Why it is Difficult for Russia and Saudi Arabia to Boost Oil Prices

A very nice article from Forbes, that explains why it is currently very difficult for the international oil cartel to increase oil prices. The price of oil has collapsed below 30 dollars per barrel in 2016. The following tables from Statista depict average oil prices from 1960 to February 2016.

Average Oil Price 1960 – February 2016 Statista

Oil Prices 1.JPG

Oil Prices 2.JPG

Oil Prices 3.JPG

Oil Prices 4.JPG

http://www.statista.com/statistics/262858/change-in-opec-crude-oil-prices-since-1960/

Forbes refers to the agreement between Russian and Saudi Arabia. The two countries agreed to freeze their oil productions in order to boost prices. Russia and Saudi Arabia are the two largest exporters of oil. Qatar, and Venezuela have already accepted the deal. The United Arab Emirates, Kuwait and Oman have also said they will respect any deal reached by the major players. However the article says that for a number of reasons it is difficult for the agreement between Russia and Saudi Arabia to be effective i.e. increase oil prices.

First of all, at the moment the Russia and Saudi Arabia produce huge quantities, and freezing their production means they will keep producing huge quantities, since the agreement does not involve reductions in oil productions.

Moreover, according to Forbes there is a credibility issue, and each party worries that the other parties will not respect the agreement in practice, and it also gives Russia as an example. In 2001 and 2008 Russia agreed to reduce her production but did not actually do so. According to Forbes Qatar is willing to monitor the deal in practise.

An even greater problem is that Iran refuses to freeze its production, because by December 2015 Iran was only producing 2.7 million barrels of oil per day, while Saudi Arabia is producing approximately 10 million barrels per day. Now that economic sanctions against Iran have been lifted, Iran wants to bring its production to a level of 5.7 million barrels per day by 2018.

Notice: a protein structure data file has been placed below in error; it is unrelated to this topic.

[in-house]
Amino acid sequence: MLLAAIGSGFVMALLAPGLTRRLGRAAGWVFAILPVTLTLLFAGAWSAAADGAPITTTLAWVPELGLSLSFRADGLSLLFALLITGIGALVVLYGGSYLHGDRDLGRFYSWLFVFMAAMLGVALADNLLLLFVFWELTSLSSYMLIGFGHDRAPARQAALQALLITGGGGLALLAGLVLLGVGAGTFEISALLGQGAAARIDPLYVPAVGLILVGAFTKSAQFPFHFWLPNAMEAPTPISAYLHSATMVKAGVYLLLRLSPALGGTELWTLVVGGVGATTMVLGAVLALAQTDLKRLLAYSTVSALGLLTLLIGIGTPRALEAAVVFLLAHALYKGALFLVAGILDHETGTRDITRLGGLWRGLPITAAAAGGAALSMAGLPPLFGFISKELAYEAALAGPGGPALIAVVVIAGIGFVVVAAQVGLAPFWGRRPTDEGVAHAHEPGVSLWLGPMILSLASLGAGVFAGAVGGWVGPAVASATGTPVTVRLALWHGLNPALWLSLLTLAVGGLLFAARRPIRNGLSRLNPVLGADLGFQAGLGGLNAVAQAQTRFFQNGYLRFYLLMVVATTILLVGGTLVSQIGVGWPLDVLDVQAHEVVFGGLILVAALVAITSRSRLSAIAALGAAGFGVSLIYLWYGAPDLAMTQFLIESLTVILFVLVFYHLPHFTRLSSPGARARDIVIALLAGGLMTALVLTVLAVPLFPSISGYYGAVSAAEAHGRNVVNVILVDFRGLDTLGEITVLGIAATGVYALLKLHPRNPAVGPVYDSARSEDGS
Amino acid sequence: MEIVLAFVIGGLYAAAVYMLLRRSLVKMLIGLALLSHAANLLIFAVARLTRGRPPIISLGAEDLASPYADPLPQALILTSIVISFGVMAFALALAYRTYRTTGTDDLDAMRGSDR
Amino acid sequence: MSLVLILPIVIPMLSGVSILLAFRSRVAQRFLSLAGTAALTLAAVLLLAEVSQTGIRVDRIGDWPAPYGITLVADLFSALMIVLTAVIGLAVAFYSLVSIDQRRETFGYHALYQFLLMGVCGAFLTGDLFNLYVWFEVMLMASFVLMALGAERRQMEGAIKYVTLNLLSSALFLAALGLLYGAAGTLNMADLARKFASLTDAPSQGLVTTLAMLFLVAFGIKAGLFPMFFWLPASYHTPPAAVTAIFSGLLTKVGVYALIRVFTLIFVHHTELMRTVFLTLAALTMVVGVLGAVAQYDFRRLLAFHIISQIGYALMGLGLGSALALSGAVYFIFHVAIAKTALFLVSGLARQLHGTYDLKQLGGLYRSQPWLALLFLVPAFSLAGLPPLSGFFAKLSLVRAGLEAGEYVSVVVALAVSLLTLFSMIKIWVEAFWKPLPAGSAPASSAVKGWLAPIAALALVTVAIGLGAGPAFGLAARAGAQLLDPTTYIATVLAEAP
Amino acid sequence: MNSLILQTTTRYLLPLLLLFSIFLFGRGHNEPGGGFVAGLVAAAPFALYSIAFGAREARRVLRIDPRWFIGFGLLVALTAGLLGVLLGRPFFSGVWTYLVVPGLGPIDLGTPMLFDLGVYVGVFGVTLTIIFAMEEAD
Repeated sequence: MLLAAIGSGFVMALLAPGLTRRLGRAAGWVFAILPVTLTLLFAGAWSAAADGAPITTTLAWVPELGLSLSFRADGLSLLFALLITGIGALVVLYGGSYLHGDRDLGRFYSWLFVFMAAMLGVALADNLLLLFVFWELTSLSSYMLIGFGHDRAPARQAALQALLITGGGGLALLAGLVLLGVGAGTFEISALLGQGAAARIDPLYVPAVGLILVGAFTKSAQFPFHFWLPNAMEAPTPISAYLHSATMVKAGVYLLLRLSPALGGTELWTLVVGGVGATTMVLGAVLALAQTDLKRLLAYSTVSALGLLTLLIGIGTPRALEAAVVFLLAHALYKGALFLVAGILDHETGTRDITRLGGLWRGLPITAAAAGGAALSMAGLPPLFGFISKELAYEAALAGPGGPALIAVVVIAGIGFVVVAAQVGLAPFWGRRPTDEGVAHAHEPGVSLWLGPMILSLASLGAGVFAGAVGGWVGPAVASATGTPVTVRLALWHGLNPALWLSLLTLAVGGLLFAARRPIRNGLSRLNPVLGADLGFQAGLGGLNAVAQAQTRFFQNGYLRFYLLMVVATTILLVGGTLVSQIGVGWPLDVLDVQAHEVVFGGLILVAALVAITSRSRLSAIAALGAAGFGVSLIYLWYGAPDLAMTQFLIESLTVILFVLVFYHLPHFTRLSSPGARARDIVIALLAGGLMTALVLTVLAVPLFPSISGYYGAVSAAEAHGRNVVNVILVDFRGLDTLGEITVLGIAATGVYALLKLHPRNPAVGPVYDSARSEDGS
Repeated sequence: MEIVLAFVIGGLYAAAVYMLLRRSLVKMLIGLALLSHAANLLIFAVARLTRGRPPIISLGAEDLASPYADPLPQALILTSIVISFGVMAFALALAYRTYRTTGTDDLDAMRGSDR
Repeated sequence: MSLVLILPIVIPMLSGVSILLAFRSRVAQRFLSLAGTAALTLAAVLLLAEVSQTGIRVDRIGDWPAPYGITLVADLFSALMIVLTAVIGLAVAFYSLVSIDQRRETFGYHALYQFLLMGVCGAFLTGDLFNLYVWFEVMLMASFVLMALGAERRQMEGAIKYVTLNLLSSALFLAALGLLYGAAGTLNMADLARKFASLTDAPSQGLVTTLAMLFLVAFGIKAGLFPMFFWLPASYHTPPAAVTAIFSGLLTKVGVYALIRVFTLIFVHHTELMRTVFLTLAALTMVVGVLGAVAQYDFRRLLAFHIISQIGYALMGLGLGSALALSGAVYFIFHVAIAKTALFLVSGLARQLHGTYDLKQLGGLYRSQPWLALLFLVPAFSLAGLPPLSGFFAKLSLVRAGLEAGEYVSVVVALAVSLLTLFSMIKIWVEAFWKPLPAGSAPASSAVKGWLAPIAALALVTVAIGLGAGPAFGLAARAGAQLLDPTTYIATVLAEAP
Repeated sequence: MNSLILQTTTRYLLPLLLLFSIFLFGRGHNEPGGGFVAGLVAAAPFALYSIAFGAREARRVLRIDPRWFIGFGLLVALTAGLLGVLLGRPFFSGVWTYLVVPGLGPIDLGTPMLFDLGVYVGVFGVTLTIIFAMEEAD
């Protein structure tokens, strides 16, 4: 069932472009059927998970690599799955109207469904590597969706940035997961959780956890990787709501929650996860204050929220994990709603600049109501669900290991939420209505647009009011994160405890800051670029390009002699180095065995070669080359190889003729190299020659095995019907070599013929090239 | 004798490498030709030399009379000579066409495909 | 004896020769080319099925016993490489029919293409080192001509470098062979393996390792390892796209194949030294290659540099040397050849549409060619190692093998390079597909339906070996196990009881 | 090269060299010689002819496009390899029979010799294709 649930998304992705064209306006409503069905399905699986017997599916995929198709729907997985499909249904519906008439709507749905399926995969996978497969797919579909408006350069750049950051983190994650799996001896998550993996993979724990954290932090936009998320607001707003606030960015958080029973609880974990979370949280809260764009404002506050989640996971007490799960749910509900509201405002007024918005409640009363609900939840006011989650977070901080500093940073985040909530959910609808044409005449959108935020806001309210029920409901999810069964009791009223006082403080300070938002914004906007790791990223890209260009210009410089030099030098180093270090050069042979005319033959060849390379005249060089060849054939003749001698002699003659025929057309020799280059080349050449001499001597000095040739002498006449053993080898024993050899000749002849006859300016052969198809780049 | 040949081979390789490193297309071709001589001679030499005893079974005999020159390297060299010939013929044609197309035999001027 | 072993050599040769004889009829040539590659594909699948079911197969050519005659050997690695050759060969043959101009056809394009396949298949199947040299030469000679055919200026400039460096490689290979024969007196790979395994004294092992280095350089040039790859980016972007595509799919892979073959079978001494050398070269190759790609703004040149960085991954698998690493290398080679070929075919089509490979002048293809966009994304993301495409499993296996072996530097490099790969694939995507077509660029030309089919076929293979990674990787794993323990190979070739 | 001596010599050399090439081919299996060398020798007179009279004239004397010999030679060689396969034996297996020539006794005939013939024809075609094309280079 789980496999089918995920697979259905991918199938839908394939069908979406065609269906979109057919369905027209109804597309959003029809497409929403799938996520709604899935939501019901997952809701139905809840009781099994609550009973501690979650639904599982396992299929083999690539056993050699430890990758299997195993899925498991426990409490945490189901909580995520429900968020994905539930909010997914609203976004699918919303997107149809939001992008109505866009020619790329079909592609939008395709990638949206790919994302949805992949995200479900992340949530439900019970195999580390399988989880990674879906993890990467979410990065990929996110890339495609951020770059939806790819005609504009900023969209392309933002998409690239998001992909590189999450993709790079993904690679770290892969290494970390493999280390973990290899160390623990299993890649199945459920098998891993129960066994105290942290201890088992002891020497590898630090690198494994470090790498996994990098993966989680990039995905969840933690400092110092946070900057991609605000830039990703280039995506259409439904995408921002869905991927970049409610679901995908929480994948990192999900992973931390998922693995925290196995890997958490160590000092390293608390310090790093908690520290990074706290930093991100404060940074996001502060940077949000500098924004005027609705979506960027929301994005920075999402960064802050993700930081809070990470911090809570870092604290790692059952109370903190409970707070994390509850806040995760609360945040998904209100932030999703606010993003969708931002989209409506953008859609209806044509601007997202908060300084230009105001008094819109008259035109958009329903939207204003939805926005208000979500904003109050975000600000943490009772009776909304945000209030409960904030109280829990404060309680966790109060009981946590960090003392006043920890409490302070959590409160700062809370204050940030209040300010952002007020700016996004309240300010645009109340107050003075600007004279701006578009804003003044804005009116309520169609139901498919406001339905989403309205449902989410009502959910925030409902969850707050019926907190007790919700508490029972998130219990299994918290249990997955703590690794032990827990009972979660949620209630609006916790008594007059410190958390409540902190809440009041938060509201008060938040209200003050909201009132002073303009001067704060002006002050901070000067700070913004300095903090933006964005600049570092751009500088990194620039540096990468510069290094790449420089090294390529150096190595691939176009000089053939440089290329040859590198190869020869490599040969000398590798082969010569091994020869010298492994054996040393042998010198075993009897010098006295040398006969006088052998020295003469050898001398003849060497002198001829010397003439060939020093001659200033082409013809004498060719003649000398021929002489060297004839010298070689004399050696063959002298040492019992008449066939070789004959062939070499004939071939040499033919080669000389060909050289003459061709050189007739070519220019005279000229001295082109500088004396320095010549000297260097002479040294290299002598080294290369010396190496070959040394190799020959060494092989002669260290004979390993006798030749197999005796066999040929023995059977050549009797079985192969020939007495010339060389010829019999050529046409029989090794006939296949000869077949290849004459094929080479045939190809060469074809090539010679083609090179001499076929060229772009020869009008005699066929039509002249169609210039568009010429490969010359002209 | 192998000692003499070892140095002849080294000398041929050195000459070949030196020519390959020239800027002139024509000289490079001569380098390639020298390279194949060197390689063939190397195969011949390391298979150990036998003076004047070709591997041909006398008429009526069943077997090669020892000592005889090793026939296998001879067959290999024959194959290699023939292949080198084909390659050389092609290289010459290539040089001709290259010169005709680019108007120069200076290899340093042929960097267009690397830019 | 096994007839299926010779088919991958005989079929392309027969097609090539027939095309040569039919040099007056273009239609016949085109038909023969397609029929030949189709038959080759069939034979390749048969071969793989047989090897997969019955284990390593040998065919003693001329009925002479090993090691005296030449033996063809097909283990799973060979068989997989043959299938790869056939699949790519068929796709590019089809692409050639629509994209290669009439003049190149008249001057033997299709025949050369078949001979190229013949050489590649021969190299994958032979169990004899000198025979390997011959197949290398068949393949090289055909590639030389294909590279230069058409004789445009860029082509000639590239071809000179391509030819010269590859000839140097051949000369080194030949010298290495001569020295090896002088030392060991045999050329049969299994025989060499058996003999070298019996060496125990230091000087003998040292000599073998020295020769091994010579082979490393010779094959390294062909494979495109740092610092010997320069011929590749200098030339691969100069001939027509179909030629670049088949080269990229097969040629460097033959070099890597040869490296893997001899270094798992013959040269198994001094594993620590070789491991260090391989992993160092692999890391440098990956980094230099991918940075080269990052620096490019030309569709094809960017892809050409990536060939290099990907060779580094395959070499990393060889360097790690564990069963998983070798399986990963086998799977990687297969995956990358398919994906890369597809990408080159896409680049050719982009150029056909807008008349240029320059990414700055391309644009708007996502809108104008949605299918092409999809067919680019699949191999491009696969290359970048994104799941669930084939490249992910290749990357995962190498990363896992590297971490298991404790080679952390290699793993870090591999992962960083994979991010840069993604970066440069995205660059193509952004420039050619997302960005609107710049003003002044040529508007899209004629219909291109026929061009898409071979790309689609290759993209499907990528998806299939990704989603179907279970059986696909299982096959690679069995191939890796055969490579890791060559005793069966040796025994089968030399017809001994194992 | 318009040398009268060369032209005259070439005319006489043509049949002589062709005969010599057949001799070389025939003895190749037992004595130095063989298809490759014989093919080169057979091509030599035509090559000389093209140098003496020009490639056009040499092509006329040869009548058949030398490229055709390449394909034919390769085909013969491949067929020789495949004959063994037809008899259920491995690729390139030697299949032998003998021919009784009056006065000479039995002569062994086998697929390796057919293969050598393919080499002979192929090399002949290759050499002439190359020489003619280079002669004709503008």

Iraq is the other problem. Iraq is currently producing 4.35 barrels of oil per day, and it is planning to increase its production to 6 million barrels per day by 2020.

Finally there is the problem of the American energy companies that produce oil from shale rock. These are private companies and are not part of the international oil cartel. They will keep producing oil as long as they find a buyer for their oil, and as long as the price per barrel exceeds its cost of production. To fight the American companies the international oil cartel is hoping that Bernie Sanders will rise to power in United States, in order to heavily tax the American energy companies. By doing so Sanders will increase the price of oil in the United States, which in turn will make the oil of the international oil cartel more competitive, and they will manage to gain a part of the share currently held by the American companies. See “American Politics in the Age of Oil : The Bernie Sanders Phenomenon”.

https://iakal.wordpress.com/2016/02/21/american-politics-in-the-age-of-oil-the-bernie-sanders-phenomenon/

I must also say that after the American companies invented new production techniques which allowed the production of oil and gas from shale rock, the United States became the largest oil and gas producer in the world and they are a big problem for the international oil cartel, which is placing its hopes to people like Bernie Sanders and his likes.. It is true of course that due the huge volume of the American economy, the United States remain the largest importer of oil. See Bloomberg “U.S. Ousts Russia as Top World Oil, Gas Producer in BP Data”, June 2015

http://www.bloomberg.com/news/articles/2015-06-10/u-s-ousts-russia-as-world-s-top-oil-gas-producer-in-bp-report

Articles

“Despite Stillborn Deal, Saudi-Russian Petrodiplomacy Could Reshape The Future Of Oil”, February 2016

http://www.forbes.com/sites/christopherhelman/2016/02/18/despite-stillborn-deal-saudi-russian-petrodiplomacy-could-reshape-the-future-of-oil/?utm_source=followingweekly&utm_medium=email&utm_campaign=20160222#274b81c749ae

“Average annual OPEC crude oil price from 1960 to 2016 (in U.S. dollars per barrel)”, February 2016

http://www.statista.com/statistics/262858/change-in-opec-crude-oil-prices-since-1960/

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